The chaos in the life of the person you’re trying to help has has left a wake of emotional and financial wreckage. The events that led you to decide to do an intervention have also left you in a state of panic. Now, you’re confronted with actually doing the intervention. Your deepest fears are staring you in the face, including the fear that by confronting the person and giving him or her an ultimatum, you may make the situation worse and push the person you love even further away.
On top of your own fears, family members are debating about what the right thing to do may be, sometimes furiously. People you love may be pushing opinions at you with force, scenarios that are frightening, some of which – in your mind – do not make any sense.
You haven’t been sleeping because of this. You haven’t exercised. You might even have a prescription or two in the cabinet you did not before, things to help you “cope.”
Your efforts in analyzing the situation and possible solutions makes you feel more paralyzed, like walking into a casino where the life of the person you love is the currency on the roulette table. Red and black are high-risk bets in a wheel of numbers that spin in your mind. Emotionally, it’s overwhelming, exhausting and deeply painful. You know it has to stop. But how?
How do you sort through the suggestions, opinions and experiences of others, adding to that your own thoughts and feelings and come out with a solution that makes sense, a solution that people will adhere to and work toward as a team?
This is often the state of mind people are in when they call me for help.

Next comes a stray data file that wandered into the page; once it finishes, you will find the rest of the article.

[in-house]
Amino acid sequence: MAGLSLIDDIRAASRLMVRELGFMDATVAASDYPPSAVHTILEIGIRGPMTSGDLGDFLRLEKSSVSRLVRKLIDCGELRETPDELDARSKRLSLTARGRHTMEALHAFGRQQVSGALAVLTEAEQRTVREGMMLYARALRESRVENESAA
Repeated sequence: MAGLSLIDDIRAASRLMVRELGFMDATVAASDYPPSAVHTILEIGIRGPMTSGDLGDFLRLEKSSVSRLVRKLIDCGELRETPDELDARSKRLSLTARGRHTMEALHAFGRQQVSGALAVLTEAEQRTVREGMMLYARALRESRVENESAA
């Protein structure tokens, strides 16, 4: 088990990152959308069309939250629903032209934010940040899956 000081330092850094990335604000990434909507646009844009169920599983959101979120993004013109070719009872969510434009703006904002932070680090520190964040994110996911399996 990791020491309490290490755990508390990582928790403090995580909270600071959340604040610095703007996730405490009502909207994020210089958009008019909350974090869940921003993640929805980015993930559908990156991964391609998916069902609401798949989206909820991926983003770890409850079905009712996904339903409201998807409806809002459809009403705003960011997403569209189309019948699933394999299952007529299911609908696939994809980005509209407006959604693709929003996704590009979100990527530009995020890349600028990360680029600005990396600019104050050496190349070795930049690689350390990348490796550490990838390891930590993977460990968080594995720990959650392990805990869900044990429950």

Now, imagine a rescue mission. Take for example the Coast Guard. Their territory is a raging ocean, torrential storms and unpredictable risk. Yet, they manage to pull people out to safety. How do they do it?
There are 100 different things that factor into a successful rescue, but there are just a few basic denominators that must always be there, one of which is an ability to stay calm in the face of crisis, and to take risks that make the most sense as opposed to allowing their emotions to steer the ship.
I’m not saying that staying calm is easy. It isn’t. In fact I’ve never seen my job as making things easier for people. I’m hired to win the game. I simplify things and help put order in. One of my main goals is not to let panic control any aspect of the process. I imagine it’s a lot like going to war.
In a war room one imagines generals in deep contemplation of a map of the battlefield. Models of troops, tanks, airships and deep-sea destroyers slide across the map as the generals blow cigar smoke and as they point, grumble words ending in, “flank,” or,”we’ll close in on them from here.”
Now imagine the actual battlefield: explosions, screams, buildings falling into clouds of dust. The chink-chink-chink of soldiers running from cover to cover, enemy bullets whizzing past their heads, an occasional mortar blowing one of their comrades away in a flash of fire and a cloud of smoke. Yet, they fight on. And what is it that determines the winning side? How does one come out of that chaos having overcome the evil they have confronted?